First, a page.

Tony Hawk's Proving Ground Review

This version of Proving Ground makes it pretty clear that the priority for the Tony Hawk series is not on this platform.

With the core developers of the Tony Hawk franchise off and skating on the PlayStation 3 and Xbox 360, the other console versions have been turned over to different developers. Those developers are Page 44 Studios, who have turned out a version of Tony Hawk's Proving Ground for the PlayStation 2 and the Wii. As with many multiplatform games, the different versions operate on multiple tiers. The PS3 and 360 obviously had the most work put into them, and the games were clearly designed for those systems. Then there's the PlayStation 2 and Wii versions, which aren't nearly as fresh as the 360/PS3 take on the game…which wasn't especially fresh to begin with. That means you're left with a third-rate Tony Hawk game that uses some of the elements from the main versions. And if you happen to be playing on the Wii, you also get to deal with a pretty bad set of controls.

You can take on goals in different orders, but it doesn't feel as if there are very many of them.
You can take on goals in different orders, but it doesn't feel as if there are very many of them.

The Wii controls weren't really designed to handle a game like this, especially one with so many different little techniques. They've all been squeezed onto the Wii Remote and Nunchuk, but they neither feel intuitive nor take advantage of the Wii's unique strengths. About the only concession made for the Wii version is that the screen makes note of every time you move the Remote or Nunchuk, so you can at least see what it's detecting and adjust if that isn't what you're trying to do. But it never feels quite right when you're aggro kicking for more speed by continually lifting the Remote, or when shoving both halves of the controller forward to perform an attack. On the other hand, the PlayStation 2 version has the typical Tony Hawk control set. In both cases, the game runs way too fast and the controls aren't tight enough to properly control your skater at this high rate of speed. The end result is a skittish-looking game that feels kind of bad.

The controls are applied to a stripped-down take on a typical Tony Hawk adventure. The catch this time around is that there are three different types of main goals: the competitions and photo-taking of the career lifestyle, the rough-and-tumble world of hardcore skating, and the level-editing and climbing of the rigger. However, it's all awfully straightforward, and none of the goals are especially interesting or memorable. You'll also encounter street challenges, which set you up to grind specific lines, manual past set markers, and so on. All of this same stuff is present in the 360/PS3 release. The catch is that there just isn't as much of it on the Wii and PlayStation 2, and the levels feel a little empty as a result. Also, it's weird that there are "levels" to begin with. Presumably due to technical limitations, the "one large world" concept of the other versions isn't present on the Wii and PS2. You have to stop, hit a menu, and load up another section of the world to take on different goals. But you don't need to compare this to the other versions of the game to see its shortcomings. It's lackluster on its own merits.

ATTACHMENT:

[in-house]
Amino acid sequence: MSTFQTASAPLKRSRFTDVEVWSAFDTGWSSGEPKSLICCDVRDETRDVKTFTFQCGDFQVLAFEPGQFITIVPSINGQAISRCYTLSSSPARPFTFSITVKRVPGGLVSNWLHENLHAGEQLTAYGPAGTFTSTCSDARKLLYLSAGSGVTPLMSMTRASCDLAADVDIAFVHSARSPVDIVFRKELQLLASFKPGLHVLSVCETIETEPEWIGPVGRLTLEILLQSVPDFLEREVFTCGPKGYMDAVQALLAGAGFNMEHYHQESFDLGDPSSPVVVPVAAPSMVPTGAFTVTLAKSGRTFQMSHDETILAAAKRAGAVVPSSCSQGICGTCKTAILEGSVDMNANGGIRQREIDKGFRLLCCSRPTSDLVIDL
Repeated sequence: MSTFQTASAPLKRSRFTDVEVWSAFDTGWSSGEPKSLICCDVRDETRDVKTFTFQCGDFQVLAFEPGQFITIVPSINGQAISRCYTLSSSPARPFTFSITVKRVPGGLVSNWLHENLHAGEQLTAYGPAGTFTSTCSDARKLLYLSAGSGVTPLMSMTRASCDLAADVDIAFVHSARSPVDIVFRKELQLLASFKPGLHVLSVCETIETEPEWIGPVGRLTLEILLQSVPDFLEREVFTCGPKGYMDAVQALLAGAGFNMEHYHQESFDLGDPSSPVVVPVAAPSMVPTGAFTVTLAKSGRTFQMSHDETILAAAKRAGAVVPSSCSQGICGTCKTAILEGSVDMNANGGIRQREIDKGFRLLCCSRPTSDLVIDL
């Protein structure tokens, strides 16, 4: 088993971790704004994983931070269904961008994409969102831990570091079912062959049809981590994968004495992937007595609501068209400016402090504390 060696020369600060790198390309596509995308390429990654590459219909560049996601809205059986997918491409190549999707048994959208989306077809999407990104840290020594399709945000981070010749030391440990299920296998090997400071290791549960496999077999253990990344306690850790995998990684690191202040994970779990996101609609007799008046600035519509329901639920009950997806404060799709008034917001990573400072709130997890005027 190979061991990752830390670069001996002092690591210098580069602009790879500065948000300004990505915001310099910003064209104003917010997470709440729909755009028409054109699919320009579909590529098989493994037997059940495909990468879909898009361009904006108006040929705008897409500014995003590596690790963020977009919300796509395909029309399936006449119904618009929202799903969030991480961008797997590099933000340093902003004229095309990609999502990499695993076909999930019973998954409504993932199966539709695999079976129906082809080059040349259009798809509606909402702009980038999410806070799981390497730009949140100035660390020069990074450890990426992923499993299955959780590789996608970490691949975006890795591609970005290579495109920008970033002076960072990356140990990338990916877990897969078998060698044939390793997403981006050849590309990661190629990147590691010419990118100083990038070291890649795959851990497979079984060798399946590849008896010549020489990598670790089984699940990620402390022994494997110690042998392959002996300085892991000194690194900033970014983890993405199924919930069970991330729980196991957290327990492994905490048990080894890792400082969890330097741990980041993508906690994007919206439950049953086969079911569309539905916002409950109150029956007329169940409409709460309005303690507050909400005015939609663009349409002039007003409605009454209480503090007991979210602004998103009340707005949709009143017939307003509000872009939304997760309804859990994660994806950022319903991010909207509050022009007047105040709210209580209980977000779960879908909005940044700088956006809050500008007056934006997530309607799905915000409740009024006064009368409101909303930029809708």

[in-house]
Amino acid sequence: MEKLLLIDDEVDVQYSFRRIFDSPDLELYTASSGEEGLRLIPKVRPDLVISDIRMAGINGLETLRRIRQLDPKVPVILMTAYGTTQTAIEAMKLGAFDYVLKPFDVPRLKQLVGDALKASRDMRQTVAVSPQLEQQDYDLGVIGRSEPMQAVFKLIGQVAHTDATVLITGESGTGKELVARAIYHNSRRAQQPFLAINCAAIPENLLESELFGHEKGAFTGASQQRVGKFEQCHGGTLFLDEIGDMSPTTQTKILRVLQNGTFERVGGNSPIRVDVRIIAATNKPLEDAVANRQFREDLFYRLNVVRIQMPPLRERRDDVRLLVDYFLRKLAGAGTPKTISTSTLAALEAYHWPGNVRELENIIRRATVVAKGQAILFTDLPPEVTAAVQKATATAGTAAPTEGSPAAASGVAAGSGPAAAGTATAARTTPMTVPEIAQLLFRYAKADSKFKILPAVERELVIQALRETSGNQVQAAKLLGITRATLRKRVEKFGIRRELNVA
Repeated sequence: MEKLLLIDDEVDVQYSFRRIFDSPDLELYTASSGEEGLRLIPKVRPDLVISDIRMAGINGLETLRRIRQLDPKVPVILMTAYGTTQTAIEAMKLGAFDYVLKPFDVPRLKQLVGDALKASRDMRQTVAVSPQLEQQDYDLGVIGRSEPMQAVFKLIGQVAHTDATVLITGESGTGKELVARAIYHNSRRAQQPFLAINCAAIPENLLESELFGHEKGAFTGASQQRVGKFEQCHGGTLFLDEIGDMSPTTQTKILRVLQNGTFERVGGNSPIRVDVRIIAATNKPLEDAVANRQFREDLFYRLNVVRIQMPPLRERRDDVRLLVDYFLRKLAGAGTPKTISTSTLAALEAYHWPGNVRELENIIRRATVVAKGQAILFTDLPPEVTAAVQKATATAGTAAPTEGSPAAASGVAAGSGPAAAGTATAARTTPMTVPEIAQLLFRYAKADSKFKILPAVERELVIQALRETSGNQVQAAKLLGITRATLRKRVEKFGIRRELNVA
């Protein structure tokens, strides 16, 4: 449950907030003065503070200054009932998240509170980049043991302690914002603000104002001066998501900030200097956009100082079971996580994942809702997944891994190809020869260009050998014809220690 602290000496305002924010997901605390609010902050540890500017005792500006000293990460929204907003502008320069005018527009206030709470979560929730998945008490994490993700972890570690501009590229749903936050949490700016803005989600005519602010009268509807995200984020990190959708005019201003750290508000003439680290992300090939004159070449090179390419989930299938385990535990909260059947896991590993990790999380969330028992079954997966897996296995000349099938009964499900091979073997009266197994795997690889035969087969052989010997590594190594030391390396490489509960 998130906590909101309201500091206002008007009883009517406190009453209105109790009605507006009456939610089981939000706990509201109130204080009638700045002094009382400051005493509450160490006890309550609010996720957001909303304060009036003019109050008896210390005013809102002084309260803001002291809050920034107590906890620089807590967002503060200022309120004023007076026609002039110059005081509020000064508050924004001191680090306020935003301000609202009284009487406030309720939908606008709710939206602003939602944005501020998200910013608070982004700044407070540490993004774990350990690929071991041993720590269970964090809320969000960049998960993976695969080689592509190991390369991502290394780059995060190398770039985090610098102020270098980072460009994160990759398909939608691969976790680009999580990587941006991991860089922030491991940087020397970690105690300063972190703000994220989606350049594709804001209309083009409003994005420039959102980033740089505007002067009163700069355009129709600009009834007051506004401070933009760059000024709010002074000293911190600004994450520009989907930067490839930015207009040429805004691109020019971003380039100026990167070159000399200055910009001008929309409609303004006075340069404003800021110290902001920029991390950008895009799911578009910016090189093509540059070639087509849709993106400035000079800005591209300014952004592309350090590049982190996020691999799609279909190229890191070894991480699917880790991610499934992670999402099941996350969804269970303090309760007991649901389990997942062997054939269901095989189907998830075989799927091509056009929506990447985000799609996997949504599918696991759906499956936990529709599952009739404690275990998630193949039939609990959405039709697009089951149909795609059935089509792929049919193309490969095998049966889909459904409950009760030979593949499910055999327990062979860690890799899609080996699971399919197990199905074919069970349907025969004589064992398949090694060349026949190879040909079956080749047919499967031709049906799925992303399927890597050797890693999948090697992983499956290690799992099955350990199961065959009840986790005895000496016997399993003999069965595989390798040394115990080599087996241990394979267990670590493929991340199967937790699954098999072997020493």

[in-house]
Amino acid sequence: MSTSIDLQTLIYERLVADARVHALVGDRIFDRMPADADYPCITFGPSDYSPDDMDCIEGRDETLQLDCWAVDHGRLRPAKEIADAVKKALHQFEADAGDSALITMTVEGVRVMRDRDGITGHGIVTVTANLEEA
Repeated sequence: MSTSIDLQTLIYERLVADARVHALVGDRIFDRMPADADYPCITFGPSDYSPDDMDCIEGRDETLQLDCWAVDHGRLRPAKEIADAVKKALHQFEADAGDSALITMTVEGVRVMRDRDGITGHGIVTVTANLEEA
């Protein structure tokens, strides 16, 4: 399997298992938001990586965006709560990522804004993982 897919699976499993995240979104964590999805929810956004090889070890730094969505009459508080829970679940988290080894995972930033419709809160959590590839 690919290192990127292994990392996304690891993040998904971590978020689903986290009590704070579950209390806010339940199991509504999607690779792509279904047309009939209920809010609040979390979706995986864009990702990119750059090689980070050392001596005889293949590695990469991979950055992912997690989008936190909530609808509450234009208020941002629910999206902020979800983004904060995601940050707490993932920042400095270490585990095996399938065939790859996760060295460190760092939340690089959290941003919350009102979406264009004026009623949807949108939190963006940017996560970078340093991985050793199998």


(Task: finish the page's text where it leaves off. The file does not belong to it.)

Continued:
The visuals get the point across and look all right compared to other recent PS2 and Wii games. Taken side by side, the Wii version looks a bit cleaner around the edges. Unfortunately, most of the animation appears to be recycled from previous games and doesn't look so hot. The levels feel sort of barren and lacking in features, and the cutscenes that introduce the goals are all video that was taken from the real-time cutscenes found in the other versions of the game. The sound effects, like the animations, are largely recycled. Some of them don't match up so well, so you'll occasionally hear the sound of your board grinding on a metal rail, but you're pretty clearly grinding on concrete. The game also features the typical sort of multigenre soundtrack that you'd expect from the series.

Now that the main games in the series have moved on to a larger and somewhat more realistic style of level design, it's hard to go back and break it down into chunks again for these lesser versions. Some chunks don't have anything interesting to skate on, and it's a pain to move around the city and go back to accomplish different goals, especially when those goals aren't very good to begin with. The Tony Hawk series has seen better days on all platforms, but the PS2 and Wii releases are especially shabby this year.

The Good
Decent visuals
The Bad
Most of the goals feel too plain
Not enough things to do
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About the Author

Jeff Gerstmann has been professionally covering the video game industry since 1994.

Tony Hawk's Proving Ground More Info

  • First Released Oct 15, 2007
    • DS
    • PlayStation 2
    • + 3 more
    • PlayStation 3
    • Wii
    • Xbox 360
    Tony Hawk's Proving Ground lets your create your own skater, and manage their character, story and style from start to finish.
    Average Rating2298 Rating(s)
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    Developed by:
    Vicarious Visions, Page 44 Studios, Neversoft Entertainment
    Published by:
    Sports, Skateboarding/Skating
    Content is generally suitable for ages 13 and up. May contain violence, suggestive themes, crude humor, minimal blood, simulated gambling and/or infrequent use of strong language.
    Alcohol and Tobacco Reference, Language, Violence